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Oncogene

A targeted knockdown screen of genes coding for phosphoinositide modulators identifies PIP4K2A as required for acute myeloid leukemia cell proliferation and survival.


PMID 24681948

Abstract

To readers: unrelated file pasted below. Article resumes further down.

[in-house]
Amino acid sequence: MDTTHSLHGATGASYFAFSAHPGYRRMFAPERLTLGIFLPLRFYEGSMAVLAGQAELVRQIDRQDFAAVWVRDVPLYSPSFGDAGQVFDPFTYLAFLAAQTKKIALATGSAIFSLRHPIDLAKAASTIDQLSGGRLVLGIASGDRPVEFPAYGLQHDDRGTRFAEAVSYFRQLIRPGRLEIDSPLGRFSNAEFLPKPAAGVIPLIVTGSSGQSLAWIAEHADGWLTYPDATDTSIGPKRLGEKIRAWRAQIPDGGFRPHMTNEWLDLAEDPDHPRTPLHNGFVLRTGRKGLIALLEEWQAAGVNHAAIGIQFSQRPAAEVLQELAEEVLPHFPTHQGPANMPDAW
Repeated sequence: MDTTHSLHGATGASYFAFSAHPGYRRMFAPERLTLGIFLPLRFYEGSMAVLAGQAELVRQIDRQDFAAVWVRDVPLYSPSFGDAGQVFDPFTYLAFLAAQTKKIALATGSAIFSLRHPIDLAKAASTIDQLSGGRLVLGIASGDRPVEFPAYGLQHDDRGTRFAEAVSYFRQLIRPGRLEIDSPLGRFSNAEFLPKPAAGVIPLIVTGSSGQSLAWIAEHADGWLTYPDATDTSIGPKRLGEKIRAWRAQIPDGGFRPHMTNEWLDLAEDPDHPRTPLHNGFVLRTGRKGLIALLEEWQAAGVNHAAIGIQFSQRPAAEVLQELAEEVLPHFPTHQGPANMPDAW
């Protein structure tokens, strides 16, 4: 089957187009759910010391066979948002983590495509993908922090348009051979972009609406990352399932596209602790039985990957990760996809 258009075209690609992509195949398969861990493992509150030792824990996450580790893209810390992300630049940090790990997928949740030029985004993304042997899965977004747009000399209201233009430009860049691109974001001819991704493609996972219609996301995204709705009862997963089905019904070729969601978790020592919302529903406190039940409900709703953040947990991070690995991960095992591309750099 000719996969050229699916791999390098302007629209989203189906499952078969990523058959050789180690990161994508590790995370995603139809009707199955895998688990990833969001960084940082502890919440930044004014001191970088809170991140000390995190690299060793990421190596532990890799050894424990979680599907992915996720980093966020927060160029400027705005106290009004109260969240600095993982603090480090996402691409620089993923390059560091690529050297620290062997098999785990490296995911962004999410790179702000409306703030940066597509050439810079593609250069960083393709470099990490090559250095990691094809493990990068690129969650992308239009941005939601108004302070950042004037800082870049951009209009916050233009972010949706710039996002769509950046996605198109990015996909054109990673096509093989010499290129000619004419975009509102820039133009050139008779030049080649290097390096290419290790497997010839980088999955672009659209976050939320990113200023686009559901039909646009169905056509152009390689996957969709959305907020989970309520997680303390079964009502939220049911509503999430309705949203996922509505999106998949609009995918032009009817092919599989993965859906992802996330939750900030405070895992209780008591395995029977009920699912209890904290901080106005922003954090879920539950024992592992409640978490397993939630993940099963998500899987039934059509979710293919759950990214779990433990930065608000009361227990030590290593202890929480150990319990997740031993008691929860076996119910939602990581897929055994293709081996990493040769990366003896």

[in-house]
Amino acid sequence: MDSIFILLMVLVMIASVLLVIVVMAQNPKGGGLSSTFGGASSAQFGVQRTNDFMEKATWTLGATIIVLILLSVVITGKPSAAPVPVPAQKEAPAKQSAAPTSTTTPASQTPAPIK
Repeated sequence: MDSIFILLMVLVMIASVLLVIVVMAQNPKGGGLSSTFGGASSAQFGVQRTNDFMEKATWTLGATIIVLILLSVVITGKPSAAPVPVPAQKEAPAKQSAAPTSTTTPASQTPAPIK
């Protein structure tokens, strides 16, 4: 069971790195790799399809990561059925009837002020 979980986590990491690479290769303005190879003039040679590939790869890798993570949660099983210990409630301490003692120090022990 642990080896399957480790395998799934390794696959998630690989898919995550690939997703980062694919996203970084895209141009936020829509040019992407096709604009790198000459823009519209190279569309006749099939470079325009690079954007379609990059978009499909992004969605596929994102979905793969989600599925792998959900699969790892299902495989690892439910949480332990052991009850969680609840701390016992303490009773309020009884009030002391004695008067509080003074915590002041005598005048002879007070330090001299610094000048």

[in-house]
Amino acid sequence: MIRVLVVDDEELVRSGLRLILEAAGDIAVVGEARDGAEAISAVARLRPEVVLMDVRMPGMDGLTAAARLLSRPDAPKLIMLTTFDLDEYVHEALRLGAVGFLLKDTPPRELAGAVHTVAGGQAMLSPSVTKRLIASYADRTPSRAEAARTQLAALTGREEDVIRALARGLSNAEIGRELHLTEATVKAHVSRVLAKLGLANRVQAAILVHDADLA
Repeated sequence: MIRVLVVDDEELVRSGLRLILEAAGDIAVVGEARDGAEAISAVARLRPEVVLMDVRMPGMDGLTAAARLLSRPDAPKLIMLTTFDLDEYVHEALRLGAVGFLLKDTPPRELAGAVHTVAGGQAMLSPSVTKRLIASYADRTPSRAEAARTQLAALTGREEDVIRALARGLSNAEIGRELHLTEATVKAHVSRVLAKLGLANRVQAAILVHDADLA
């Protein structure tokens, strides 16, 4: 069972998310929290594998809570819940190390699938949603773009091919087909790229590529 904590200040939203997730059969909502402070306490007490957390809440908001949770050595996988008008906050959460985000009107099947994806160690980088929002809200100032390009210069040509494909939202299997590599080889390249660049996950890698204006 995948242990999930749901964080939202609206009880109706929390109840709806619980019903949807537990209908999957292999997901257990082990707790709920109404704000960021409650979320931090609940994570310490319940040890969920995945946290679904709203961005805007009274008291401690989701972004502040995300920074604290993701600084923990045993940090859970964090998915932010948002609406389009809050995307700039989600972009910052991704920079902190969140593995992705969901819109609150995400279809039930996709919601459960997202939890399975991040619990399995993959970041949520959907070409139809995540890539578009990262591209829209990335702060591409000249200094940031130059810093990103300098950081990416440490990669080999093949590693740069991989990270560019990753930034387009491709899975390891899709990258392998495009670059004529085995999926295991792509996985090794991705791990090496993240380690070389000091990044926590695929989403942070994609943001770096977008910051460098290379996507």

Given the importance of deregulated phosphoinositide (PI) signaling in leukemic hematopoiesis, genes coding for proteins that regulate PI metabolism may have significant and as yet unappreciated roles in leukemia. We performed a targeted knockdown (KD) screen of PI modulator genes in human acute myeloid leukemia (AML) cells and identified candidates required to sustain proliferation or prevent apoptosis. One of these, the lipid kinase phosphatidylinositol-5-phosphate 4-kinase, type II, alpha (PIP4K2A) regulates cellular levels of phosphatidylinositol-5-phosphate (PtsIns5P) and phosphatidylinositol 4,5-bisphosphate (PtdIns(4,5)P₂). We found PIP4K2A to be essential for the clonogenic and leukemia-initiating potential of human AML cells, and for the clonogenic potential of murine MLL-AF9 AML cells. Importantly, PIP4K2A is also required for the clonogenic potential of primary human AML cells. Its KD results in accumulation of the cyclin-dependent kinase inhibitors CDKN1A and CDKN1B, G₁ cell cycle arrest and apoptosis. Both CDKN1A accumulation and apoptosis were partially dependent on activation of the mTOR pathway. Critically, however, PIP4K2A KD in normal hematopoietic stem and progenitor cells, both murine and human, did not adversely impact either clonogenic or multilineage differentiation potential, indicating a selective dependency that we suggest may be the consequence of the regulation of different transcriptional programs in normal versus malignant cells. Thus, PIP4K2A is a novel candidate therapeutic target in myeloid malignancy.

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